Bike touring is a growing way to travel and see the world. Supported bike tours and self-guided tours that transport your luggage for you are becoming especially popular. On such a bike tour, you don’t need to worry about packing up panniers with all your gear when you move from place to place. Just pop what you need to carry for the day on a bike tour in a small rear or front rack bag, in a jersey pocket, or in a pack. Then off you go to enjoy your day.
Without the care of loads of luggage, you can tour vineyards, wander down streets and through villages or along rivers, or take a side excursion on foot. All you have to do is lock up the bike and unclip any bicycle bag to carry along over a shoulder (most come with shoulder straps).
So what bike touring essentials will you need to pack for the day in your bag? We talked to numerous savvy travelers, consulted with a few experts, and tapped into our own experience to compile this list (geared to spring/summer/warmer season trips). What you eventually decide to carry on the bike with you for the day will depend on your own preferences and interests, but start here and you’ll be good to go for your day on a bike tour.
Recording your day
Camera of preference: If you are an avid photographer or videographer, you will likely want some equipment. Some travelers we talked to rely only on a smartphone for less hassle since these can take such good photos these days. We however like our video gear and our DSLR and have found ways to easily carry them in front bags or daypacks.
Tracking your travel
Most bike companies will have a cyclometer and some kind of map or daily guide. If you want more, consider downloading an app or purchasing a guide specific to your touring area. Or carry information with you and just read it on a stop as you move along the route.
Staying protected and warm
Always needed, even in warmer seasons. This includes:
- Rain jacket. We particularly like styles from bike-specialist Gore Bike Wear or Pearl Izumi.
- Disposable shower cap, like from a hotels for helmet cover on drizzly days.
- Disposable plastic gloves for extra warmth or emergency rain protection.
- Arm and knee/leg warmers (if you are sensitive, or cool days are forecast). We have had luck with Pearl Izumi items.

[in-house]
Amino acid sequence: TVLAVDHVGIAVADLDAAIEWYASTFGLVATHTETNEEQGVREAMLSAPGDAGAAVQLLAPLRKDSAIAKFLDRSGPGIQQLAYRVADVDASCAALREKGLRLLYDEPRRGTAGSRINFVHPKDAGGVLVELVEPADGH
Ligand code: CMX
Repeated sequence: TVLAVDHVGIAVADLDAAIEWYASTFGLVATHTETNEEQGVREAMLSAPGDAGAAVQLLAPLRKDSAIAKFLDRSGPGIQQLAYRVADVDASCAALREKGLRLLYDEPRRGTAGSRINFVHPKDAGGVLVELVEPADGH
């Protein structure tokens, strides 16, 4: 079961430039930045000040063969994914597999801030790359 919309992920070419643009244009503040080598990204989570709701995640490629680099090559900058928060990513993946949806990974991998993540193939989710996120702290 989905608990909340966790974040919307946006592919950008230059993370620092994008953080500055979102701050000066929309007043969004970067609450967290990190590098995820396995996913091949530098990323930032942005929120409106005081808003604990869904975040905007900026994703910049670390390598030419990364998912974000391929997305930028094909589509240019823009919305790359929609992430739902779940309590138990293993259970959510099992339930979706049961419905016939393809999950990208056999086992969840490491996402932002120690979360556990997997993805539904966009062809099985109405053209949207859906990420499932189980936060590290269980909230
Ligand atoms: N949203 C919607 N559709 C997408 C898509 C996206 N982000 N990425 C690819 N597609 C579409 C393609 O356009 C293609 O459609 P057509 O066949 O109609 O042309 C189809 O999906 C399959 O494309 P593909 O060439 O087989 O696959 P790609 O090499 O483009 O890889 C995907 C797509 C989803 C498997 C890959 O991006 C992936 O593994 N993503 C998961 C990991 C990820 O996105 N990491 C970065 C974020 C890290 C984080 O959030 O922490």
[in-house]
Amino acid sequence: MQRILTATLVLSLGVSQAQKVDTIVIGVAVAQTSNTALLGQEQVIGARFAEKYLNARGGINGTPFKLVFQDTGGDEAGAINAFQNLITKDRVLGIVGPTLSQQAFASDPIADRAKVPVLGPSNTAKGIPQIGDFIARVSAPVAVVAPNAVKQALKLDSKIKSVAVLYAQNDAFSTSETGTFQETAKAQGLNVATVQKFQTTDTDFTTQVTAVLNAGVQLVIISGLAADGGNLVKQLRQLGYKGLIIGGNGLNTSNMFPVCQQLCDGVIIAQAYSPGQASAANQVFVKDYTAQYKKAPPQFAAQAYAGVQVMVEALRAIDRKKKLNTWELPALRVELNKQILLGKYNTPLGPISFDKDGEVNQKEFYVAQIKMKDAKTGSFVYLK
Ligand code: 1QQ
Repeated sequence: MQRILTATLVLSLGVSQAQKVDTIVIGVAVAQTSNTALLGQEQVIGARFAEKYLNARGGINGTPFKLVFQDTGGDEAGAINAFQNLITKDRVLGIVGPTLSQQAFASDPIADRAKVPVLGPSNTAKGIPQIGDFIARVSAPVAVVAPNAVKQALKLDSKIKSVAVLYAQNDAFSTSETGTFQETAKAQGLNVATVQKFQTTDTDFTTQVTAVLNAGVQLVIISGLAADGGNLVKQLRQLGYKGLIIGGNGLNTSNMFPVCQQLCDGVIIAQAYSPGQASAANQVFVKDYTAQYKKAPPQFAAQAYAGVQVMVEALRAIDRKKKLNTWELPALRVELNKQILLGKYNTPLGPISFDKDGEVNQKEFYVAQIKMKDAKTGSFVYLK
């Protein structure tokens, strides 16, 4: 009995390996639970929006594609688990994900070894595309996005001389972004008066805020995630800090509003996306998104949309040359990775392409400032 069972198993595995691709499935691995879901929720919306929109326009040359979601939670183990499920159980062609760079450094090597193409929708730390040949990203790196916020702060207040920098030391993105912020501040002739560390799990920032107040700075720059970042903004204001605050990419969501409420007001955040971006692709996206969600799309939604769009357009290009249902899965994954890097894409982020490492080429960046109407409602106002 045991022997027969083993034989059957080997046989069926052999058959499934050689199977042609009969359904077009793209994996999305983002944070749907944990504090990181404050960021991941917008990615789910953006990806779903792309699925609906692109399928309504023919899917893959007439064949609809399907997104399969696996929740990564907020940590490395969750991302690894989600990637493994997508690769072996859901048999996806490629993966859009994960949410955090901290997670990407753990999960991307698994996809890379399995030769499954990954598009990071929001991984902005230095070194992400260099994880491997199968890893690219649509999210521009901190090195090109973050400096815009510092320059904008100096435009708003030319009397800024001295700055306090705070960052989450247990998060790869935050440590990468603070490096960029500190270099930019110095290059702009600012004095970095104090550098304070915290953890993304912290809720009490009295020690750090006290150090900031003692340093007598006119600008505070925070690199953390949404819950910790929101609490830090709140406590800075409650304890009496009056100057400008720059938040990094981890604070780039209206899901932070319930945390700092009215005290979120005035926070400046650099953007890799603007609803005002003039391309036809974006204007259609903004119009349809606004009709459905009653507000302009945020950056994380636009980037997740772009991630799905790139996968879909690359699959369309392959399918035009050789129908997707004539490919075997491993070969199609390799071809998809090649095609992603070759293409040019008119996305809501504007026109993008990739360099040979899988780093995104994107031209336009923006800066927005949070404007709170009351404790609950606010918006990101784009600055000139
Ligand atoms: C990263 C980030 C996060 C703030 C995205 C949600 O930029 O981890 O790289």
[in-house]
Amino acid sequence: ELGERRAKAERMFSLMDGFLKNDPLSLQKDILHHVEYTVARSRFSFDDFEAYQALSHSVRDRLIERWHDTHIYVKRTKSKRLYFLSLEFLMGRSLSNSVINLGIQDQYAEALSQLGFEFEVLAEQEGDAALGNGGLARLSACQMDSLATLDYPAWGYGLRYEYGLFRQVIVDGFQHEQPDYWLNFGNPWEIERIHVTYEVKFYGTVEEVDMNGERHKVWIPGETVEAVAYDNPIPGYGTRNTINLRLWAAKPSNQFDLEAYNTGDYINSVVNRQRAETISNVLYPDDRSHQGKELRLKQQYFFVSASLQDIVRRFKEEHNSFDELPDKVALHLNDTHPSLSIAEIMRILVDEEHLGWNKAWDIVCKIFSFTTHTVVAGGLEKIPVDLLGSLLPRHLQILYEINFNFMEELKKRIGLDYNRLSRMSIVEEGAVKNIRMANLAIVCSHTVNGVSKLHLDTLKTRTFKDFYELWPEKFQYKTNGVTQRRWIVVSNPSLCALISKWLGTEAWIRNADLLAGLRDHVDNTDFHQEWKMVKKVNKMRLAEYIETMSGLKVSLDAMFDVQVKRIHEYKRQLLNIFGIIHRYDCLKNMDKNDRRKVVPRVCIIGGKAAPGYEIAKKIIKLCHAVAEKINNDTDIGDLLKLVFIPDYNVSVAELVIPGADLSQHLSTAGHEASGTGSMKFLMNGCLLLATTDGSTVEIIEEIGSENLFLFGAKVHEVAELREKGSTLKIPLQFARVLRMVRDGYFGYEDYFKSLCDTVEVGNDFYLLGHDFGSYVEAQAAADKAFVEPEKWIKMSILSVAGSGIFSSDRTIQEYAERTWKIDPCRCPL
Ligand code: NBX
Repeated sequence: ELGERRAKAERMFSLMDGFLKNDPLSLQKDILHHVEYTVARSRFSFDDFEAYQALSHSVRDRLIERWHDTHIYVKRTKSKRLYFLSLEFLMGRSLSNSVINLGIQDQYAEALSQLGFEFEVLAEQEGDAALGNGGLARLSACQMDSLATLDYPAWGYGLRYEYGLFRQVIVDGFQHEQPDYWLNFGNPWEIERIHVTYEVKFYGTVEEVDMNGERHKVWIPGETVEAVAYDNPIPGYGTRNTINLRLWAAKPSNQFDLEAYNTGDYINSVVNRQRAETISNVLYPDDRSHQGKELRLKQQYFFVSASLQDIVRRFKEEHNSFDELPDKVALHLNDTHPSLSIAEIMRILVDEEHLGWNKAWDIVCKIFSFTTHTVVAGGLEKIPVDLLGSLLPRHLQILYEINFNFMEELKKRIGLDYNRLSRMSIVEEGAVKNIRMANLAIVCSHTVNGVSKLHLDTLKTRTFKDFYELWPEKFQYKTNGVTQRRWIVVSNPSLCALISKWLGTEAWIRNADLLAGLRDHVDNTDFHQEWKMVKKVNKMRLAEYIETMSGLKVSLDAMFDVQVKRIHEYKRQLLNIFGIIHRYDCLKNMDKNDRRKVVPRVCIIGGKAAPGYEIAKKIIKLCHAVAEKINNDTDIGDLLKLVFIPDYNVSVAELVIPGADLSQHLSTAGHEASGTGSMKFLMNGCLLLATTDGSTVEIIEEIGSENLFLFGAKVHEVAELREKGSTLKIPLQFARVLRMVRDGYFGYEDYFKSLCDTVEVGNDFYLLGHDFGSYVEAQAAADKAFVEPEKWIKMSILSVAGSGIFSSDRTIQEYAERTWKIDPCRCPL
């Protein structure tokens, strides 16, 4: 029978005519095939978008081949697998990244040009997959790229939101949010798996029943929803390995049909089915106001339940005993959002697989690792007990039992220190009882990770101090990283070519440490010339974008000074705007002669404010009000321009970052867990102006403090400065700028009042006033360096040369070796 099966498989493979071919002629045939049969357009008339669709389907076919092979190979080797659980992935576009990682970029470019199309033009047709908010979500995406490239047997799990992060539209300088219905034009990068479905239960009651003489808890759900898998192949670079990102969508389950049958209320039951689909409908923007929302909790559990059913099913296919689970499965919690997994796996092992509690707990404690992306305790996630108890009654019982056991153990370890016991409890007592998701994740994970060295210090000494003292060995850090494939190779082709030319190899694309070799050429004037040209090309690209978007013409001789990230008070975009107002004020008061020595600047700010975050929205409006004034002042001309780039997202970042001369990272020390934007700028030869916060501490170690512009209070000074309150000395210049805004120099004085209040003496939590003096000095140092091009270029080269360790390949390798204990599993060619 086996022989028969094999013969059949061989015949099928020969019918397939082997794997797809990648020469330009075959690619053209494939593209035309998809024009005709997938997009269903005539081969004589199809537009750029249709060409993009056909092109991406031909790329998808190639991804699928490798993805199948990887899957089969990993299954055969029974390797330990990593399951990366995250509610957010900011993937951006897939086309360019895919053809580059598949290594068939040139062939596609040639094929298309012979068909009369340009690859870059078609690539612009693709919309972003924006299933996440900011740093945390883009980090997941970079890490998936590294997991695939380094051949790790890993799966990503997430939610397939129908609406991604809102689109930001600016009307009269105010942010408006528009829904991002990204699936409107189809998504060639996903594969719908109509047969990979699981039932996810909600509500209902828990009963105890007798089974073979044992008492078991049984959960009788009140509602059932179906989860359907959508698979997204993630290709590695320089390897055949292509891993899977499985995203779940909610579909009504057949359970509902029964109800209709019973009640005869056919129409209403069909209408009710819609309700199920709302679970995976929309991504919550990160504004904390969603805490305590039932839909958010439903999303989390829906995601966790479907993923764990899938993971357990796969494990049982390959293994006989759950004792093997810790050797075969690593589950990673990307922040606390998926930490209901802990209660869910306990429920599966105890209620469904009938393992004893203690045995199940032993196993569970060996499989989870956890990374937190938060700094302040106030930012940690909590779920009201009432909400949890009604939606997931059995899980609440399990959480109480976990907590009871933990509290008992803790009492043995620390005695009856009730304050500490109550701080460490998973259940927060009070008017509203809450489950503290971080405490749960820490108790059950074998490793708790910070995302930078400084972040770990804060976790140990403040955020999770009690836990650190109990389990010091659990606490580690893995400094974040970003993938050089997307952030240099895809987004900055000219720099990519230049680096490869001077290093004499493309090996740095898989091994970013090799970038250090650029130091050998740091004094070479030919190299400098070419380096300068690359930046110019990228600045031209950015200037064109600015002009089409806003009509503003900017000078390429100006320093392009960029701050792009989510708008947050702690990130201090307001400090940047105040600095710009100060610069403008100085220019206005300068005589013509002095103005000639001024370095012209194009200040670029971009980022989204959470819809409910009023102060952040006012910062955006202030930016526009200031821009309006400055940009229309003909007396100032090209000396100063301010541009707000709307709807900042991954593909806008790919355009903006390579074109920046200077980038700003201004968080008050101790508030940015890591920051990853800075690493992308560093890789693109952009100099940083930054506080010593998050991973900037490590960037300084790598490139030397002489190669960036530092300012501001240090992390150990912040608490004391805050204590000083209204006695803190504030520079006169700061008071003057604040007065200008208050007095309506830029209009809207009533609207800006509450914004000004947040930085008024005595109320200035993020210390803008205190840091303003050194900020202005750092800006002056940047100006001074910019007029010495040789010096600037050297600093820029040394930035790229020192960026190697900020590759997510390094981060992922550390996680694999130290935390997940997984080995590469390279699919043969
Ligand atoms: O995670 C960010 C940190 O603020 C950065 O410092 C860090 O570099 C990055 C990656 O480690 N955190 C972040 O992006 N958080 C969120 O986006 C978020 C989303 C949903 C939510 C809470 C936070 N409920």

- Rain or wind pants are often suggested but we have found that it will need to be pretty cold and rainy for that. And if it’s that cold, blustery and wet, you may not even ride. Your choice.
- Light fleece, vest, or other mid-layer if the weather may be cooler. Merino wool from a brand like Ibex can be worn over and over, dries quickly and protects well.
- Plastic grocery bag, to cover your seat in case of rain if you stop. Then, when ready to go again, you just remove the bag and climb aboard without getting a wet behind.
- Sunglasses. A must, and even better if the lenses can switch out to a rose color for cloudy or drizzly days.
Repairing any flats or breaks
If you have support, tools may not be called for, but if you get a simple flat, a chain breaks, or some bag strap or apparel item snaps, it may just be quicker to fix it yourself and keep going.
- Bike-specific multitool.
- Duct tape (Just duct it, right?).
- Small rag, if you want to wipe grease off your hands or sweat off your brow.
Caring for personal needs
A few small personal items can come in very handy or necessary as bike touring essentials:
- Lip balm
- Hand sanitizer
- Wet wipes or emergency TP/tissue for paperless pit stops.
- Anti-chafe lubricant for, you know, personal areas. We like Chamois Butt’r.
- Reading glasses, eyeglasses, contact lenses/solution, as applicable. Sometimes just an emergency pair works for those who only need readers.
- Any personal medications.
Staying fed and hydrated
Unless you are only in complete backcountry areas, you will most likely have access to bakeries, stores or cafes. Still, we have found you sometimes just do not want to stop, or you want something quick and easy. So some kind of nibble that you find satisfying during activity should be along for the ride. For example:
- Piece of fruit.
- Trail mix.
- Sport gel or energy bar.
- Cookies or other candies.
In addition, if you want to stop at a store for a yogurt or need to cut something – like cheese for an impromptu picnic – consider stashing a:
Of course, keep bottles or reservoirs filled so you drink enough fluids, and consider electrolyte drinks if the weather is warmer or the days long.
Currency, identification, and language aids
- Money, both bills and change, in the local currency
- Credit card (preferable with chip and in RFID-protected sleeve). See our story on digital security musts.
- Language app or printed language guide. And read our story on how to communicate in a country where you don’t speak the language.
- Should a passport be one of the bike touring essentials you pack? Opinions vary: If you are crossing international borders, it is wise to carry it. However, if you know your luggage is being overseen well, it can actually be more secure to pack it inside. If you are based out of a hotel, leave it in a room safe. If you do not carry it, do make sure you either have a photocopy on your phone or in your choice of cloud storage for safety, or carry (securely!) a paper copy. Key consideration is where it will be safest.
This may sound like a lot but since rear rack bags are supplied from most touring companies, and you may find you like a front handlebar bag and/or a pack, all of these bike touring essentials fit neatly inside most front and rear bag combinations. Leaving you free to wheel along, enjoying the scenery.
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